'Conservationist' to join Gary's transition team

November 16, 1994|By Andrea F. Siegel | Andrea F. Siegel,Sun Staff Writer

The president of the Federation of South River Associations will join the transition team of the incoming county executive, John G. Gary, and two more environmental activists also may be added to the team.

"I don't consider myself an environmentalist; I consider myself a conservationist," said John Flood, 39, reached on a Midwest hunting trip. "Life in Anne Arundel County includes growth. We have to strike a balance."

The former marine contractor turned erosion control consultant has directed shoreline protection projects for the Annapolis Rotary Club at Quiet Waters Park and for other groups and county residents.

His projects, which used volunteer labor and often grant money, found favor with County Executive Robert R. Neall.

"John is middle of the road," said Tom Andrews, the county's chief environmental officer. "He is very willing to sit down and talk about issues. John should be a good addition to the transition team."

Mr. Andrews and Mr. Flood met about five years ago through the Annapolis Rotary Club. George C. Shenk, who is leading Mr. Gary's transition effort, said he asked Mr. Flood to help because he has known him for 20 years and respects him. The team will work from January through March.

Word that perhaps three people with strong ties to the environmental community will be on the team has allayed some fears in the environmental community, which supported Theodore Sophocleus, the Democrat who lost to Mr. Gary. Mr. Sophocleus had a lengthy position paper on the environment; Mr. Gary has said little except that he is open to hearing from environmental groups.

Mary Rosso, an environmental activist and head of the Anne Arundel Voters for Environmental Justice political group, noted that it doesn't matter how environmentally conscious the transition team's members are because they still report to the county executive.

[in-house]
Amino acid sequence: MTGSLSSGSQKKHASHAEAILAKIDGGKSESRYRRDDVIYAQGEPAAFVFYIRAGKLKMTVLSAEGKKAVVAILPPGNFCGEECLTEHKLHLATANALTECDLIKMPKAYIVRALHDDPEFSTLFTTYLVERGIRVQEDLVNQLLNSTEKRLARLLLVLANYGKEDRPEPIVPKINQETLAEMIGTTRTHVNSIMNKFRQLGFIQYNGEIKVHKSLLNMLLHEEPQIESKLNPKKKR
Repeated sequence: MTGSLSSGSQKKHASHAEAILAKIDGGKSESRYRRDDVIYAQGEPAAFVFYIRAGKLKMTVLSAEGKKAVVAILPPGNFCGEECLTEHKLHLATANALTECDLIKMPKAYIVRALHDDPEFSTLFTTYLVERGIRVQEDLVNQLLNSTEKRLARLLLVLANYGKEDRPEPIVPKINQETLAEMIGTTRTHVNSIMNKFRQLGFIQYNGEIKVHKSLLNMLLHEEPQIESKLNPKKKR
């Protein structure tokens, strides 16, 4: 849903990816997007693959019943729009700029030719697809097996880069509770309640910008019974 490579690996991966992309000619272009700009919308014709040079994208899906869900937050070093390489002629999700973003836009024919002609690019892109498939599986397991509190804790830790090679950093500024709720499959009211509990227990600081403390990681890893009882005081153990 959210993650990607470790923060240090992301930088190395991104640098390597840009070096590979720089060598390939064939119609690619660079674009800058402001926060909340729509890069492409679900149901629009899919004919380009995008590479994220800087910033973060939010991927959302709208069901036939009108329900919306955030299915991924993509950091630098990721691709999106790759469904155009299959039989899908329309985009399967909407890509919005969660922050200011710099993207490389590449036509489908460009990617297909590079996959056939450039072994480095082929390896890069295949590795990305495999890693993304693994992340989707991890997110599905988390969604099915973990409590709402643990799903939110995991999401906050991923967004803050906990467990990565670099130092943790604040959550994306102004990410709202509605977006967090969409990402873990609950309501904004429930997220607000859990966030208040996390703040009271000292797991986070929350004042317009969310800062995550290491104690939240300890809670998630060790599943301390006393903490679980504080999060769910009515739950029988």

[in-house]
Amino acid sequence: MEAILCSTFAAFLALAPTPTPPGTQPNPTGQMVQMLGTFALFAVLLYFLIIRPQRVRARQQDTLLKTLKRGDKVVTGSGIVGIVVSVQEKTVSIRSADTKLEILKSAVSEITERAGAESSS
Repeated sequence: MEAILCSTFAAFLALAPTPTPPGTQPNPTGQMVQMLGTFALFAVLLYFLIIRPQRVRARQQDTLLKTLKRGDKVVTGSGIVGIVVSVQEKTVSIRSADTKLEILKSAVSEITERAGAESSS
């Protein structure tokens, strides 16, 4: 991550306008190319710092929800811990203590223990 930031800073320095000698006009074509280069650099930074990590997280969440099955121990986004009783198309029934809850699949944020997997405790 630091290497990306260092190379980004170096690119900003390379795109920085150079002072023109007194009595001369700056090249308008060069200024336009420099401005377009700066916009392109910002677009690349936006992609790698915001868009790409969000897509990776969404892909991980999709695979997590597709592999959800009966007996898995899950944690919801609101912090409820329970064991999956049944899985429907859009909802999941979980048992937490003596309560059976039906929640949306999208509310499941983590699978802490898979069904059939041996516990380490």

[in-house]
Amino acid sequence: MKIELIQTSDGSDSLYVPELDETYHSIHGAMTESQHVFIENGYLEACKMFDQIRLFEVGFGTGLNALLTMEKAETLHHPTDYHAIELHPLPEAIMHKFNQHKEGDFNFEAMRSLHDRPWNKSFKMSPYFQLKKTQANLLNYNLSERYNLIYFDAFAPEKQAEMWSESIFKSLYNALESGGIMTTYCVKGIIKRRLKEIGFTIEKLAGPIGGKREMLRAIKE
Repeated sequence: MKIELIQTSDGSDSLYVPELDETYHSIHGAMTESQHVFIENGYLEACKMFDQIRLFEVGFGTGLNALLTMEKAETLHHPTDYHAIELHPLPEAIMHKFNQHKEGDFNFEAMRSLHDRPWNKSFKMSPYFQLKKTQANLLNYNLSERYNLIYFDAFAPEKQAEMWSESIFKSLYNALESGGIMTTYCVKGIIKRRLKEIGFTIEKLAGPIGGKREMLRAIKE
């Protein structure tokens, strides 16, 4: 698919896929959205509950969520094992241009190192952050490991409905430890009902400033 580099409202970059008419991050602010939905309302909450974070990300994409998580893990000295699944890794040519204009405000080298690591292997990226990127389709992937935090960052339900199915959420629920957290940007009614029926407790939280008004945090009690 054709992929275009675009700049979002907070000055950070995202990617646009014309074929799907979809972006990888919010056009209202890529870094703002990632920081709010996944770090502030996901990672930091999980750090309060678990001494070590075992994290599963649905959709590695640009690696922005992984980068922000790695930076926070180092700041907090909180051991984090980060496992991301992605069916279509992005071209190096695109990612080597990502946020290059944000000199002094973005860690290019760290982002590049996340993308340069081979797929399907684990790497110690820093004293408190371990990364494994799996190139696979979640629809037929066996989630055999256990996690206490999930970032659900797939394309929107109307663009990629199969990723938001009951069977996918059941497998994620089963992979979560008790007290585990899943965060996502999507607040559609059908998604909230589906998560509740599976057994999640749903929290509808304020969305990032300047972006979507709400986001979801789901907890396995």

"How dedicated that environmental advocate is, the better their credentials are, the more I will feel comfortable," she said.

Environmental leaders countywide said they will try to meet with Mr. Gary and influence his agenda. Environmental groups considered Mr. Gary's voting record in the House of Delegates abysmal.

Now, they are wary.

"I'd like to take a look at his idea of what land use ought to be. I think that is critical particularly to my part of the world; other parts are already used up," said Peg Burroughs, an environmentalist who served on Mr. Neall's transition and who lives on the West River.

The Gary administration also will have to tackle comprehensive rezoning of the county, which is done every decade, and update the general development plan. That is not due until 1996, but the work is starting, said Mr. Andrews.

Many watershed properties were down zoned in the last comprehensive rezoning. Activists said they fear Mr. Gary will increase zoning density.

"His voting record has been poor. But that was in the House of Delegates. Now he is representing the whole county. The citizens of Anne Arundel County have made the Bay a priority," said Joan Willey, chairwoman of the Maryland League of Conservation Voters, and a disappointed Sophocleus supporter. "I think anyone who is in that office is wise to take in account the wishes of the people."

Steve Carr, corresponding secretary of the Severn River Association -- the largest civic coalition in the county -- warned that Mr. Gary is likely to give policing the environment a low priority.

"He will continue the Bobby [Robert R.] Neall legacy of ignoring the Adequate Facilities Law; he will grant waivers," said Mr. Carr, an unsuccessful Democratic candidate for delegate in District 30. He also helped form Mr. Sophocleus' environmental platform.

Environmentalists said they are looking for leadership from Mr. Gary in areas such as protecting the county's water supply and not granting development waivers that increase traffic and crowd schools. They also want him to examine whether protections for environmentally sensitive areas are sufficient, and keep the Redskins from building a stadium in Laurel.

Another big issue for the administration is the county's trash. The county needs to spend $87 million by the end of the decade to clean up and expand its landfill in Millersville. But the Millersville site will be full by 2008. Replacing it could cost more than $1 million an acre.

The county also must decide whether to build a trash incinerator.

And, more than $30 million will be needed to upgrade sewage treatment plants to meet Chesapeake Bay initiatives by 1998.

Given his campaign promise, environmentalists hope the new administration will listen to their concerns.

"John has been painted as someone who is not particularly green," Mr. Shenk said, adding that Mr. Gary is more environmentally concerned than conservation organizations suspect. "He wants the environmental groups to tell him what the concerns are."

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